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The Qajar or Ghajar were a Persian clan and dynasty. The Qajar dynasty  replaced the Safavid dynasty of  Persia. The in 1794 when Mohammad Khan Qajar defeated Lotf Ali Khan at Kerman. Mohammad Khan Qajar then conquered Khorasan, held by the Afsharid dynasty, in 1796. Mohammad Khan Qajar  was an exceptionally cruel ruler even in Persia showing no mercy to defeated enemies and killing entire towns. He moved the capital to Tehran, then only a village. Mohammad Khan Qajar was assassinated in 1797.

Qajar expansionism met the resistance of the Russian Empire and of the British East India Company. Persia (Iran) became part of the staging ground of the "Great Game."

The Persian Constitutional Revolution of 1905/1911 marked the beginning of modern history in that country. The Qajar Dynasty became a constitutional monarchy, and then was replaced in 1925 by the Pahlevi dynasty, but Qajar claimants to the throne of Iran still exist.

Qajar Chronology

1794: Mohammad Khan Qajar defeats the last Zand ruler at Kerman,

1796: Mohammad Khan Qajar defeats the last Afsharid  rulers and is proclaimed Shah.

1804 - 1813: Russo-Persian war; Persia looses, with considerable loss of territory in the north, particularly Georgia and Azerbaijan according to the treaty of Gulistan.

1826- 1828: Second  Russo-Persian war initiated by Persia again ending in Persian defeat. Culminates in treaty of Tukmanchay, granting territorial an other concessions the th Russians in Armenia and in the Caucasus.

1856-1857: The Persians occupy Herat in Afghanistan, precipitating Anglo-Persian War; the British send a small force to Western  Persia and in 1827 the  Persians sue for peace, conceding Herat.

1881: Russian advances into Turkmenistan and Uzbekistan.

1906: Mozzafar ad-Din is forced to abandon central parts of his monarchial power allowing a consultative assembly and a constitution.

1909:  Mohammad Ali's bid t restore the absolute monarchy ends in his ouster and a rebellion.

1914-1918: During World War I, Iran is occupied by Great Britain, Russia and the Ottoman Empire.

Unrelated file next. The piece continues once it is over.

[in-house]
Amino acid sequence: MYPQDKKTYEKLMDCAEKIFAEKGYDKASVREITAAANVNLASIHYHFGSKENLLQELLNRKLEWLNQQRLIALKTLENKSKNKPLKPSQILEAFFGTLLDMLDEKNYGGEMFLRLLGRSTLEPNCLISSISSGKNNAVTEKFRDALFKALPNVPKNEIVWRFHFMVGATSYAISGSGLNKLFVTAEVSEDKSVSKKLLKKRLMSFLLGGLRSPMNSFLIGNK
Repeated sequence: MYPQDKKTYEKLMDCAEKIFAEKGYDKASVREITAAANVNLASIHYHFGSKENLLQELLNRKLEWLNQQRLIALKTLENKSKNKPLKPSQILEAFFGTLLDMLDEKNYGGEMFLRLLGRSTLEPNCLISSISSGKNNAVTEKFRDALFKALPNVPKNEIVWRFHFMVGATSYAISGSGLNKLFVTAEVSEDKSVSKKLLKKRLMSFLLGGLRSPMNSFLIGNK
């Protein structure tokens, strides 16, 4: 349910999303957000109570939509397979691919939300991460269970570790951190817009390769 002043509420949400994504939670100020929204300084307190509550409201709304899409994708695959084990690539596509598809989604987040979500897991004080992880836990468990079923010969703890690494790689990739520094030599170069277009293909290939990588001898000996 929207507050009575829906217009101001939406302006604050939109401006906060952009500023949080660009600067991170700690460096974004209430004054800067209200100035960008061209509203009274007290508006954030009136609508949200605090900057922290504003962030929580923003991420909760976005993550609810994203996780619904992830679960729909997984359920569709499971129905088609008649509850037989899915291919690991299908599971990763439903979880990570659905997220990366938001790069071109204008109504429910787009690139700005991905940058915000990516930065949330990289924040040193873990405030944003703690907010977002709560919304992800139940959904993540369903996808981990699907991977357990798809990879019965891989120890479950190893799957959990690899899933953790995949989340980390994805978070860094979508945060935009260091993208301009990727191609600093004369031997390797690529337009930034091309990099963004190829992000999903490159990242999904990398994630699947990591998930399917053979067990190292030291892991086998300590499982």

1921 Backed by the British, Reza Khan leads his troops to overthrow the government. He forces Ahmad to appoint Sayyid Zia Uddin Tabataba'i as prime minister and Reza Khan becomes war minister.

1923: Ahmad is forced into exile.

1925 Reza Khan forces  parliament to depose Ahmad, appoints himself regent and then assumes the title of Shah, starting the Pahlevi dynasty.

Qajar Shahs

Agha Mohammad Khan Qajar 1796-1797
Fath Ali 1797-1834
Mohammed 1834-1848
Nasser ad-Din 1848-1896
Mozzafar ad-Din 1896-1907
Mohammad Ali 1907-1909
Ahmad 1909-1925

Ami Isseroff

October 30, 2010


Synonyms and alternate spellings: Ghajar

Further Information: A Brief History of modern Iran 

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Encyclopedia of the Middle East

Note - This encyclopedia is a work in progress. It is far from complete and is being constructed and improved all the time. If you would like to contribute articles or expansions of existing articles, please contact news (at) mideastweb.org.  Suggestions and corrections are welcome. The concise version of this dictionary is at our Middle East Glossary.

Spelling - Spelling of words in Middle-Eastern languages is often arbitrary. There may be many variants of the same name or word such as Hezbollah, Hizbolla, Hisbolla or Husayn and Hussein. There are some conventions for converting words from Semitic languages such as Arabic and Hebrew There are numerous variant renderings of the same Arabic or Hebrew words, such as "Hizbollah," "Hisbulla" etc. It is not possible to find exact equivalents for several letters. 

Pronunciation - Arabic and Hebrew vowels are pronounced differently than in English. "o" is very short. The "a" is usually pronounced like the "a" in market, sometimes as the "a" in "Arafat."  The " 'A " is guttural.  " 'H "- the 'het ('Hirbeh, 'Hebron, 'Hisbollah') designates a sound somewhat similar to the ch in "loch" in Scots pronunciation, but made by touching the back of your tongue to the roof of your mouth. The CH should be pronounced like Loch, a more assertive consonant than 'het.

The "Gh" combination, and sometimes the "G," designate a deep guttural sound that Westerners may hear approximately as "r." The "r" sound is always formed with the back of the tongue, and is not like the English "r."

More information: Hebrew, Arabic

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